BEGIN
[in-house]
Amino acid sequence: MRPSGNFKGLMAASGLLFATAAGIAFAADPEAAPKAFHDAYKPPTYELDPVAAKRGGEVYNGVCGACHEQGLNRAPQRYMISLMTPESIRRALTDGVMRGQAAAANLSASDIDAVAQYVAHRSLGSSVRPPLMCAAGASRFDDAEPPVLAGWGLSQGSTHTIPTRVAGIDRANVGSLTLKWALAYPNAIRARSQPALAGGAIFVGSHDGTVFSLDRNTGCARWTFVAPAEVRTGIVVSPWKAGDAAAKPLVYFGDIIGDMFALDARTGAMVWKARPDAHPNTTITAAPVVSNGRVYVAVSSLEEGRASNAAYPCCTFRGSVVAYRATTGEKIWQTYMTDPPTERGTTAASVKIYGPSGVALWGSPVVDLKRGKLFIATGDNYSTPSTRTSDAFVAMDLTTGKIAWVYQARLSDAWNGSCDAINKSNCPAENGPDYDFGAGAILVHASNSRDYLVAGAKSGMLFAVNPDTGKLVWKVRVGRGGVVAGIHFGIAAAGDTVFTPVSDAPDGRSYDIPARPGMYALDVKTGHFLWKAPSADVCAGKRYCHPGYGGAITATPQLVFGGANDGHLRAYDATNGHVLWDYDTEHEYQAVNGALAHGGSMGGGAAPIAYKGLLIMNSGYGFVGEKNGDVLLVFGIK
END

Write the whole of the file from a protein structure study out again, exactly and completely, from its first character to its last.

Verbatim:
[in-house]
Amino acid sequence: MRPSGNFKGLMAASGLLFATAAGIAFAADPEAAPKAFHDAYKPPTYELDPVAAKRGGEVYNGVCGACHEQGLNRAPQRYMISLMTPESIRRALTDGVMRGQAAAANLSASDIDAVAQYVAHRSLGSSVRPPLMCAAGASRFDDAEPPVLAGWGLSQGSTHTIPTRVAGIDRANVGSLTLKWALAYPNAIRARSQPALAGGAIFVGSHDGTVFSLDRNTGCARWTFVAPAEVRTGIVVSPWKAGDAAAKPLVYFGDIIGDMFALDARTGAMVWKARPDAHPNTTITAAPVVSNGRVYVAVSSLEEGRASNAAYPCCTFRGSVVAYRATTGEKIWQTYMTDPPTERGTTAASVKIYGPSGVALWGSPVVDLKRGKLFIATGDNYSTPSTRTSDAFVAMDLTTGKIAWVYQARLSDAWNGSCDAINKSNCPAENGPDYDFGAGAILVHASNSRDYLVAGAKSGMLFAVNPDTGKLVWKVRVGRGGVVAGIHFGIAAAGDTVFTPVSDAPDGRSYDIPARPGMYALDVKTGHFLWKAPSADVCAGKRYCHPGYGGAITATPQLVFGGANDGHLRAYDATNGHVLWDYDTEHEYQAVNGALAHGGSMGGGAAPIAYKGLLIMNSGYGFVGEKNGDVLLVFGIK